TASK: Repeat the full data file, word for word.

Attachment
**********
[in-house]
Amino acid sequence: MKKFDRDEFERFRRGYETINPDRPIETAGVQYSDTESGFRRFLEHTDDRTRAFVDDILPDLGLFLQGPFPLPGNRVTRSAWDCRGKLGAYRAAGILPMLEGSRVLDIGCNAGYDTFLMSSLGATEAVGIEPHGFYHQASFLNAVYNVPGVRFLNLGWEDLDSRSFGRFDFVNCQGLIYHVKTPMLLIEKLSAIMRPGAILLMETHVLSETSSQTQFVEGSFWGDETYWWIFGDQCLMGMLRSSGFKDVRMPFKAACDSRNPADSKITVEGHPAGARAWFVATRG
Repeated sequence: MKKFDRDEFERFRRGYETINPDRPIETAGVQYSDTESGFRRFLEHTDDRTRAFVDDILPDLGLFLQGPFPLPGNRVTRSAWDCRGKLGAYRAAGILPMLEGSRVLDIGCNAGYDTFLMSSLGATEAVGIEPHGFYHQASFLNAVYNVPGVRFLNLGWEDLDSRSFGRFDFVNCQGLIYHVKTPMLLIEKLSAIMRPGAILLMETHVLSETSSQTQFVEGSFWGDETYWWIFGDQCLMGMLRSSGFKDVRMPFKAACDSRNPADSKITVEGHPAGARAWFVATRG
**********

[in-house]
Amino acid sequence: MKKFDRDEFERFRRGYETINPDRPIETAGVQYSDTESGFRRFLEHTDDRTRAFVDDILPDLGLFLQGPFPLPGNRVTRSAWDCRGKLGAYRAAGILPMLEGSRVLDIGCNAGYDTFLMSSLGATEAVGIEPHGFYHQASFLNAVYNVPGVRFLNLGWEDLDSRSFGRFDFVNCQGLIYHVKTPMLLIEKLSAIMRPGAILLMETHVLSETSSQTQFVEGSFWGDETYWWIFGDQCLMGMLRSSGFKDVRMPFKAACDSRNPADSKITVEGHPAGARAWFVATRG
Repeated sequence: MKKFDRDEFERFRRGYETINPDRPIETAGVQYSDTESGFRRFLEHTDDRTRAFVDDILPDLGLFLQGPFPLPGNRVTRSAWDCRGKLGAYRAAGILPMLEGSRVLDIGCNAGYDTFLMSSLGATEAVGIEPHGFYHQASFLNAVYNVPGVRFLNLGWEDLDSRSFGRFDFVNCQGLIYHVKTPMLLIEKLSAIMRPGAILLMETHVLSETSSQTQFVEGSFWGDETYWWIFGDQCLMGMLRSSGFKDVRMPFKAACDSRNPADSKITVEGHPAGARAWFVATRG